KEZIA Dugdale has launched a scathing attack on the frontrunner for the UK Labour leadership race, saying Jeremy Corbyn would leave Scottish Labour “carping from the sidelines” for years.

Dugdale, the favourite to be next Scottish Labour leader, said she was not convinced Corbyn could be prime minister.

Although unwilling to divulge which of the four candidates for the national leadership she would back, Dugdale was happy to criticise the frontrunner.

“There are loads of people [in the Labour party] who are quite prepared to say ‘Och, it doesn’t matter if he doesn’t look like a prime minister, there’s someone who’s authentic and says what they believe’.” she said .

“But I want there to be a Labour government; otherwise I’m wasting my time. I don’t want to spend my whole life just carping from the sidelines.”

It was a strange comment given that it surely would be Dugdale herself responsible for taking Scottish Labour from “the sidelines” and into government.

She then attacked Corbyn for not supporting the policies of Tony Blair and Gordon Brown.

“You have to convince me that he can be [prime minister]," she said. "Here’s a guy that’s broken the whip 500 times. So how can the leader of the party enforce discipline with that record?”

The interview appeared on the same day that Dugdale’s rival Ken MacIntosh released a statement calling on “senior figures” in the party to stop attacking Corbyn.

MacIntosh said: “Jeremy Corbyn has as much right to stand for the leadership as any other candidate and he should be given the same respect”.

The MSP continued: “I know what it is like to have the party machine operate against you and there are too many people trying to exercise undue influence on this contest. I think some senior party figures should back off and let the members decide who they want to lead us and in which direction.”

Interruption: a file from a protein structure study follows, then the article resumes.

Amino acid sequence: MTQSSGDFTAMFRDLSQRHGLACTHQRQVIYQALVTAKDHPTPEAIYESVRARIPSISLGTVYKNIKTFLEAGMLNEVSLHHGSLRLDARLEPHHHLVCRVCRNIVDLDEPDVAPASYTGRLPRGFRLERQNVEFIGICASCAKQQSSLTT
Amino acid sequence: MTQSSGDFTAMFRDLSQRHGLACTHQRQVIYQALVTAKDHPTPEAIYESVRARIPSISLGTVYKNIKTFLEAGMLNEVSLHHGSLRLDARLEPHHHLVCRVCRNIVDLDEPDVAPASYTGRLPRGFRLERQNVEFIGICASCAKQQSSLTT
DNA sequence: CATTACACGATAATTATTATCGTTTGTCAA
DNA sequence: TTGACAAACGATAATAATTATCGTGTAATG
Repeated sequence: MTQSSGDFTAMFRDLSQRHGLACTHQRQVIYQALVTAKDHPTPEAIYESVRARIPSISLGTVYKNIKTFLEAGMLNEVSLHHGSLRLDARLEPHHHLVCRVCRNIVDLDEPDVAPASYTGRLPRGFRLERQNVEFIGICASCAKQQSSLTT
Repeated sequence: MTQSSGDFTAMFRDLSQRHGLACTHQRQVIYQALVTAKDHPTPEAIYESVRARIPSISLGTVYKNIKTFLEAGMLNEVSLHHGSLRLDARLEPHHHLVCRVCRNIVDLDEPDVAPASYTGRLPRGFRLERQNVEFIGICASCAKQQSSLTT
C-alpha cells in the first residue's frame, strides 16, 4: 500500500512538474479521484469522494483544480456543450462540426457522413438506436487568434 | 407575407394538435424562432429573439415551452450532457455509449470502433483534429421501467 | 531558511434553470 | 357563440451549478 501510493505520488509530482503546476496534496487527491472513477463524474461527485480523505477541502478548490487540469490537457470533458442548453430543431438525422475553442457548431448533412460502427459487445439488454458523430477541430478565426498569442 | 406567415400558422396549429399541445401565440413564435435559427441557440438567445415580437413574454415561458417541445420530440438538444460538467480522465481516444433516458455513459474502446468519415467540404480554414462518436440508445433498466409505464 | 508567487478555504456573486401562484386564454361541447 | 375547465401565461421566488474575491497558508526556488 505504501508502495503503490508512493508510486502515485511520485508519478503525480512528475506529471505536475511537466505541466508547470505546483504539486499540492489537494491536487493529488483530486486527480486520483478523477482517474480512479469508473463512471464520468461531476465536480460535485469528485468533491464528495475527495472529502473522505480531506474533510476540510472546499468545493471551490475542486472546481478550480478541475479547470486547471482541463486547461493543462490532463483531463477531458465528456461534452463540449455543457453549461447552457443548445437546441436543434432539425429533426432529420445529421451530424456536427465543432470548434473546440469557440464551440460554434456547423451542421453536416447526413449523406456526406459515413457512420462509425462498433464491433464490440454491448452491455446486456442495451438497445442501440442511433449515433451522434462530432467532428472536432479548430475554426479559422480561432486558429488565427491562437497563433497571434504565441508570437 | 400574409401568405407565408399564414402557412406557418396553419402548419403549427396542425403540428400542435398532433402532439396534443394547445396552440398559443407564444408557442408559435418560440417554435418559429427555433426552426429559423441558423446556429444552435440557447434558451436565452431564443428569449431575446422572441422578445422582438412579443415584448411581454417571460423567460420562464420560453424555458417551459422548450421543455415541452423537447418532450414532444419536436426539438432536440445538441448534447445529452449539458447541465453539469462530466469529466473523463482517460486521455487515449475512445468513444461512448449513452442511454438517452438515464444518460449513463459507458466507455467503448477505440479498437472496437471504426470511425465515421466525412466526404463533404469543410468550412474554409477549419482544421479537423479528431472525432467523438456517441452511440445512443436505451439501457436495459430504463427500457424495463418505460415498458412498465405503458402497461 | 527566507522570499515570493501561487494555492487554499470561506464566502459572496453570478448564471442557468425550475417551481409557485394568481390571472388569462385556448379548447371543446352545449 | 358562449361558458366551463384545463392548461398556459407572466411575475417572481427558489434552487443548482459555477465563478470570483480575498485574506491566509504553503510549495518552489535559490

By Friday afternoon, Corbyn and Andy Burnham had both been backed by 17 constituency Labour parties in Scotland. However, nationally Corbyn was way out ahead with 152 backing him, compared to 111 for Burnham and 102 for Yvette Cooper.

A recent private poll leaked to The Mirror suggested 42 per cent of Labour party members would be backing Corbyn.

The veteran left-winger has been under near constant attack since he entered the race.

It was, his allies say, an attempt to start a debate and build a left-wing movement in the party. Corbyn has been as surprised as anyone else at how successful his bid has been.

Blair last week said anyone who voted Corbyn because they felt his politics echoed what was in their heart should have a heart transplant. Supporters hit back, with Dave Ward, leader of the Communications Workers Union, saying Corbyn would be the antidote to the Blairite “virus” that had infected the Labour Party.

Lord Mandelson called for calm this weekend, saying the leadership race was bringing back back the infighting that damaged the party in the early 1980s.

“When people who have devoted almost all of their lives to the election of a Labour government are labelled a ‘virus’ in our party, we really are at risk of reliving the bitter divisions of the early 1980s, divisions that condemned us to years in the wilderness” he said.

A Sunday newspaper yesterday suggested at least eight members of the Shadow Cabinet would refuse to serve under Corbyn. These included senior figures like current Shadow Chancellor Chris Leslie, Shadow Defence Secretary Vernon Croaker, and Shadow Communities Secretary Emma Reynolds.

It is unclear if Ian Murray, the Shadow Secretary of State for Scotland, would remain or leave. He used a speech on Thursday to back Cooper for the top job.

Labour sources told a newspaper it would be unlikely they would oust Corbyn immediately, but rather wait for what they believe would be disastrous results in elections for the Scottish Parliament, Welsh Assembly, and English local government in May.

In another piece, Dugdale called for the House of Lords to be scrapped and replaced with a second chamber based in Scotland. She wrote: “The alleged nocturnal activities of Lord Sewel have at least served one useful purpose. The debate on the future of the House of Lords has returned to the front pages again. I want an elected second chamber and I believe it has to be based beyond London.”

Bizarrely, Dugdale then decided it should be based in Glasgow, because it is a “Yes city” – perhaps forgetting the city had actually voted Yes to getting shot of the lot of them. “Where better than the biggest city of a nation that has just reaffirmed its commitment to keeping our country together?” she mused. “A Yes city. A city bristling with political energy, art, culture, deep-rooted poverty and grand history. A city hungry for change.”

An SNP spokesperson said: “The comments reveal potential Labour divisions north and south of the border – before the hopefuls have even been confirmed.”